Got some time to kill?
— Three words: Cosby Sweater Tournament
— You heard about the whole knitting Prime Minister kerfuffle, yes?
— Amazing macramé, Sally England
— Q&A with the fine folks at Green Mountain Spinnery
— Pittsburgh’s Andy Warhol Bridge scheduled for massive yarn bombing
— Stitch Maps = pretty
— Dip-dyed tassels
— What do knitting and crowdfunded breast implants have in common? Nothing, but try telling that to Mashable
Have a great weekend everyone. And don’t forget, tomorrow is the last day of the Sincere Sheep special event. I’ve had a great time selling almost all aqua yarns this week — everyone must be in a serene mood!
What with the Memorial Day weekend (the illusion of free time!) and my having been working on too many long-term knitting projects lately, I’ve been having that urge. The one that sends me searching for enticing, small-scale projects I could hope to start and finish in the space of the weekend. Oddly, I keep coming back to the list I made last Memorial Day. I’d be happy to whip up another crocheted bowl, tap into my childhood macramé memories, or spend some time reacquainting myself with my crude little frame loom. Of course, if the goal is to finish something, I could spend the weekend with my Textured Shawl and maybe, just maybe …
(I did finish The Sweater last weekend, for anyone wondering. But it had been 95% finished for so long it almost doesn’t count as a new FO. Pics and details next week.)
Have a great weekend everyone, holiday or otherwise. Love to hear about your plans —
Quick shop note: Pom Pom Quarterly is sold out already! But never fear, there are more on the way. I’ll announce it when it’s back in stock, but if you want to reserve one, leave a comment to that effect below (or email firstname.lastname@example.org if you prefer) and I’ll contact you directly when I’ve got the new batch in hand.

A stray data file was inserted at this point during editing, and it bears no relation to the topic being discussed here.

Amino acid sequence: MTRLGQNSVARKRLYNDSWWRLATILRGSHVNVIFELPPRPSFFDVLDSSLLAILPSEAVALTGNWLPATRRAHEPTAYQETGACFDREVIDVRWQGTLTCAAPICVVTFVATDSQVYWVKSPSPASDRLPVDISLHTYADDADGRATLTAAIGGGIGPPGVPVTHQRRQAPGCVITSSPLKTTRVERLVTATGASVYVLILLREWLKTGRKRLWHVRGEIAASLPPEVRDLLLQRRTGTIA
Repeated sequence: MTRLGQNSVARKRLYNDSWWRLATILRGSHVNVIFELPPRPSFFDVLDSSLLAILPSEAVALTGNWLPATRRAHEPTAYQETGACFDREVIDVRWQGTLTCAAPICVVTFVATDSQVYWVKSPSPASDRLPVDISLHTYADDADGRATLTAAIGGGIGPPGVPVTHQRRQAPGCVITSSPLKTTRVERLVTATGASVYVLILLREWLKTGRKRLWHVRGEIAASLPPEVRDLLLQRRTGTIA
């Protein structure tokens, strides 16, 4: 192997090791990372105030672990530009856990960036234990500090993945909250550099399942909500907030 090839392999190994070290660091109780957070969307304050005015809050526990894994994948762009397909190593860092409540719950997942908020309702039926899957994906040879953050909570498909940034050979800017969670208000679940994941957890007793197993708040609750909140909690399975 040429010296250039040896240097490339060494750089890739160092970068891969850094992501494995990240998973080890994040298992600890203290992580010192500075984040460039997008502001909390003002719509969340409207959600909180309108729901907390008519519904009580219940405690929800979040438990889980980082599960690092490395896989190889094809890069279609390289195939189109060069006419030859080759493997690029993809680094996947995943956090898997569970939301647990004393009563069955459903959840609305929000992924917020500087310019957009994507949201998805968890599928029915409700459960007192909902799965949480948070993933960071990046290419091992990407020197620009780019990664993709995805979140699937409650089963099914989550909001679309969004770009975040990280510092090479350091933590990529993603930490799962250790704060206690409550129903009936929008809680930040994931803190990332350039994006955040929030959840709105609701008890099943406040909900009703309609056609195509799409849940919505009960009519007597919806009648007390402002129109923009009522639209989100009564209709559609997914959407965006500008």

— The Dutch artist and her knitted boyfriend, funny and adorable
— French guys learns macramé to fund his South American wanderings, winds up with jewelry designs on a Paris runway
— I’m enticed by the process shots in the Tiger pillow installment of Design Sponge’s Embroidery 101 series (see also embroidered sunglasses at HonestlyWTF)
— In awe of handmade shoes
— Really great interview with Pam Allen, of Quince and Co, on the challenges of producing a natural, American yarn (lots of good stuff at A Verb for Keeping Warm’s blog lately — poke around while you’re there)
In other news, a little birdie tells me Juniper Ridge is discontinuing the truly amazing jumbo cedar sachets. Which is tragic. Fortunately, I ordered lots, because I love them, so there are a still a few dozen available over at Fringe Supply Co. But be aware they may be the last of their kind.
OK friends, lots of good stuff piled up since our last Elsewhere:
— If you don’t have a 2013 calendar, this knitted version you unravel as time passes is pretty effing brilliant. And on sale!
— One of my all-time favorite designers is Bonnie Cashin, of 1960s Coach fame, but I had no idea she designed cashmere sweaters for a Scottish company, nor that she left behind all these amazing sweater paintings. I’d like them on the walls of my new studio, please. (via)
— New knitting campaigns for Afghans for Afghans and Knitters for Newtown (hat tip to Jo)
— Kim Werker, Brett Sandusky and Corey Pressman are trying to launch a new DIY mag/app, called Holocene
— Love this crazy macrame light fixture in the Design Sponge office, and also this gigantic cross-stitch restaurant wall
— Fair isle street style slideshow at NYT
— And for that “Awwww” moment, cutest baby sweater ever
Happy clicking …
p.s. I finished my Walpole last night! Will post pics once it’s blocked.
I’m going to finish my sweater this weekend and then I’m in the mood to do something small and completely different. Maybe some funky macramé jewelry à la Siamic, a crocheted bowl or bag, or maybe I’ll finally make that Jaime Rugh-inspired Weavette of my own.
What will you be up to?
I also stopped into Powell’s while in Portland the other day. Emerged with two outstanding vintage macramé books, both by Eugene Andes: Practical Macramé (1971) and Far Beyond the Fringe (1973). Even the titles are excellent.
I have some ideas …